600 units not enough for Painesville Township man
Richard Gundelach donates platelets every two weeks, and on March 11, 2022, he reached a milestone: 600 platelet units donated.
His wife Carol baked a carrot cake to mark the occasion.
“Compared to giving (whole) blood, it’s easier,” Richard said after the donation. “People need it.”
Platelets are cell fragments in our blood that form clots and stop or prevent bleeding. They can be essential to helping patients survive surgeries such as organ transplants, and to fight cancer, chronic diseases and traumatic injuries.
During the platelet donation, the blood clotting portion of whole blood is “spun” out and the rest of the blood is returned to the donor; typically, the body replaces its platelets in 24-36 hours.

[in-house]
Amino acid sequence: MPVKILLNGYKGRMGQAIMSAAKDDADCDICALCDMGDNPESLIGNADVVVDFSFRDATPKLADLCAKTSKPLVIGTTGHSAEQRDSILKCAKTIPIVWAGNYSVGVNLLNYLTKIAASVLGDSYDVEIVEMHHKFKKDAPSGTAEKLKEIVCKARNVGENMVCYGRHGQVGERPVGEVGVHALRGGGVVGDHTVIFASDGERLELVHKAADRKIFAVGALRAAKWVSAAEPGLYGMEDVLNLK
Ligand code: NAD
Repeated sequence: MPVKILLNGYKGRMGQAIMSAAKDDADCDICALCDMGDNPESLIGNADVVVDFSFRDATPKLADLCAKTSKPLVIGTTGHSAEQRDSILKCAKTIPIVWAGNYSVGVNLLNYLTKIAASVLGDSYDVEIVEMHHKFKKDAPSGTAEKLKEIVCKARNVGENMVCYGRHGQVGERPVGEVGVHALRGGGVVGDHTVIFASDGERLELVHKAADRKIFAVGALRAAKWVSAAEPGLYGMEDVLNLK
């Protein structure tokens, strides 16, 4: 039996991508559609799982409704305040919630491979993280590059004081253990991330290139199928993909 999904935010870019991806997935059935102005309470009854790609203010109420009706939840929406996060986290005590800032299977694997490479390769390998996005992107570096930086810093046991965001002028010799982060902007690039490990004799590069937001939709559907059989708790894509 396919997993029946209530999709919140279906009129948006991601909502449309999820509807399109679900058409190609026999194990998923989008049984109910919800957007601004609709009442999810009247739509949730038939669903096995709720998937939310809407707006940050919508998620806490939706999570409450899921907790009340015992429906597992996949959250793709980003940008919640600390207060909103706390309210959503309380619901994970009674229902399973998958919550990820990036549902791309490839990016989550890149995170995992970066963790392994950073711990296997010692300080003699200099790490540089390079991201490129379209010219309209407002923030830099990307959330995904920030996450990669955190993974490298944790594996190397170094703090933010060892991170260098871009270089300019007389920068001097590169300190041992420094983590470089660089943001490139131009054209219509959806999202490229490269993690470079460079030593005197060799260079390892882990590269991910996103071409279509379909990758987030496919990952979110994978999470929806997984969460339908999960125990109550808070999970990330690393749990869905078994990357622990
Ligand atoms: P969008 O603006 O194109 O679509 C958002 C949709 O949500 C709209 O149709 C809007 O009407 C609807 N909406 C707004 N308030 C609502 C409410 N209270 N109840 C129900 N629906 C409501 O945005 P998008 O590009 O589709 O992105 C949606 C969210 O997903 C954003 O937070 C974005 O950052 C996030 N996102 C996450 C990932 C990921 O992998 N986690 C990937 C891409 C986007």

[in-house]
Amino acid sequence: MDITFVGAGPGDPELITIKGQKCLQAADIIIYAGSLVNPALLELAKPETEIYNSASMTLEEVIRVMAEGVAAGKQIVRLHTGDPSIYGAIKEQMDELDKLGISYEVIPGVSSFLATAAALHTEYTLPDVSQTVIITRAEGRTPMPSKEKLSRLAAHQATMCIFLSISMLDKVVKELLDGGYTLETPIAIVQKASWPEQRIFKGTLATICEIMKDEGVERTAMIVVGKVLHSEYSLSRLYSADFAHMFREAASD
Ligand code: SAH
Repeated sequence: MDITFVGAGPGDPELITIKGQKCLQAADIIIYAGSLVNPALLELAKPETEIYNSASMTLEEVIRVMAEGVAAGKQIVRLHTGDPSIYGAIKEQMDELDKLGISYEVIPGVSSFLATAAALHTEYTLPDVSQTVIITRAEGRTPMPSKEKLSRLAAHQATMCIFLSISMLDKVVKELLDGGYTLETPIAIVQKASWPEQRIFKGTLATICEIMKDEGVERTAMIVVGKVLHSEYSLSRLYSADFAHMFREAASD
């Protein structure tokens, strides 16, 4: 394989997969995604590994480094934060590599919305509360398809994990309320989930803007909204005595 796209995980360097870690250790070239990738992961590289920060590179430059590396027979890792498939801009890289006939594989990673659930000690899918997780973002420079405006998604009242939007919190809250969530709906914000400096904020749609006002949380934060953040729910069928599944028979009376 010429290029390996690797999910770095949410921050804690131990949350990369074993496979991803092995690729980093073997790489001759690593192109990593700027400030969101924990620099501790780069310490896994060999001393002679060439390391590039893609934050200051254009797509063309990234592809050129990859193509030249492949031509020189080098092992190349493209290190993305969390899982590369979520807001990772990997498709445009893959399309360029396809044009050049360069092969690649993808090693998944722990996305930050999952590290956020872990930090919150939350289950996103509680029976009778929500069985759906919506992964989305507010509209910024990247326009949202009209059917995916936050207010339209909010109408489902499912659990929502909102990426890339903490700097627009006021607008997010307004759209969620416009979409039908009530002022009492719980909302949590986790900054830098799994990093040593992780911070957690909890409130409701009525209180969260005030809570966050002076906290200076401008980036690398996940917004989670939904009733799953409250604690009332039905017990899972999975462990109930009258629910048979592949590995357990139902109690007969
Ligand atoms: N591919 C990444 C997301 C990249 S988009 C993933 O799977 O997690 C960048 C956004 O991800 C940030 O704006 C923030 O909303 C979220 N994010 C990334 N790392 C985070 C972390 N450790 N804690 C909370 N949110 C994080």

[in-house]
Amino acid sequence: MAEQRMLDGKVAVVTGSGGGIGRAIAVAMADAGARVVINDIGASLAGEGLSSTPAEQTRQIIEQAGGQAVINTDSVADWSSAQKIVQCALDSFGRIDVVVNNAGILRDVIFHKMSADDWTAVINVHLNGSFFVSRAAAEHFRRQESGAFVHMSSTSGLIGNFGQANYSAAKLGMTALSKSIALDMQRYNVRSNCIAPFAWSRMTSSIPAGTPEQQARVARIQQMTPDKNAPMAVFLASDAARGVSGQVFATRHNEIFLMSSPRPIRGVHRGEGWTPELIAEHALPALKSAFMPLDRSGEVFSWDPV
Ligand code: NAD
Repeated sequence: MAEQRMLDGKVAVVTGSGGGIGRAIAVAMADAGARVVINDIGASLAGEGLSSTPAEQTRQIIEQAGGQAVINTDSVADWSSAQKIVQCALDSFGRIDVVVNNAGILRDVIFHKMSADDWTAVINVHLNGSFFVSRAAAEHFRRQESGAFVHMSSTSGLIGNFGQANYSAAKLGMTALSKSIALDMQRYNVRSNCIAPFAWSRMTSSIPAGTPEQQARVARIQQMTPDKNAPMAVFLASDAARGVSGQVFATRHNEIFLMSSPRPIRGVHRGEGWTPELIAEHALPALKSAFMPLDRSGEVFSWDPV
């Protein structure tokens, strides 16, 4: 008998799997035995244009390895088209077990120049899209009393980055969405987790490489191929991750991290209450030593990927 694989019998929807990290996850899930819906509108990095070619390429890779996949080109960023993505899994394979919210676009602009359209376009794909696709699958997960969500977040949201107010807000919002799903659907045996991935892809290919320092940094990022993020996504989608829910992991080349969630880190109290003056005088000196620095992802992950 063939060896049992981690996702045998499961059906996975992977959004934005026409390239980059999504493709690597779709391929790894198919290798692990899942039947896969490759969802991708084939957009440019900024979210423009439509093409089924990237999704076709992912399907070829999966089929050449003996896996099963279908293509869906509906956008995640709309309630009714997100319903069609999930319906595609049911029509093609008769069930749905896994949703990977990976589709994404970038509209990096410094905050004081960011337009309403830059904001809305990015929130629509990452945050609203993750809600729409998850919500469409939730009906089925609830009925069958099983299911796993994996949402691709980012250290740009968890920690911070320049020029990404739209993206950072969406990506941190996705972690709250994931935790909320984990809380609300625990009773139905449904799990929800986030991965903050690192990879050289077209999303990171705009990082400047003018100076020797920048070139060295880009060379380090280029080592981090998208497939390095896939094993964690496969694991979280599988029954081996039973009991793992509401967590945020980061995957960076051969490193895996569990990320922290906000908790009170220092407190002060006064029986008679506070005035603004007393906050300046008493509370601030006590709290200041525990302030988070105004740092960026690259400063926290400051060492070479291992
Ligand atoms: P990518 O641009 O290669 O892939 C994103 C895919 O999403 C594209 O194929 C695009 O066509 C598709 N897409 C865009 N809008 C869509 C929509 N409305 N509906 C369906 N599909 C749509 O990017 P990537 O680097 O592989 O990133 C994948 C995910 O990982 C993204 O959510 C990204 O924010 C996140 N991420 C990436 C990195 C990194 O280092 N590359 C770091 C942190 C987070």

Platelets are always in short supply because they only have a shelf life of five days. Every 15 seconds, someone needs platelets.
Encouraged by a friend, Richard began donating platelets during a time of unemployment 27 years ago. He’s retired now, and he wants to continue giving regularly.
His new goal: to donate 1,000 units of platelets.
When he achieves that goal, Carol may need to bake a bigger cake!
Donors can make an appointment to give platelets, whole blood or plasma by visiting redcrossblood.org, by calling 1-800-RED CROSS, or by installing the Red Cross blood app on their smartphones.
Edited by Glenda Bogar. American Red Cross volunteer
Thank you, Richard! Was a whole blood donor of 137 units, on medical leave as Blood Donor Ambassador and Drive manager. Following an autologous stem cell transplant last fall, I looked up at the first of two units of platelets.T the statement we share became a reality, “A whole blood donation saves three lives”. Hmmm… I might have received those units from you and/or my identical twin brother, a platelet donor himself. What a small but generous world we live in. THANK YOU.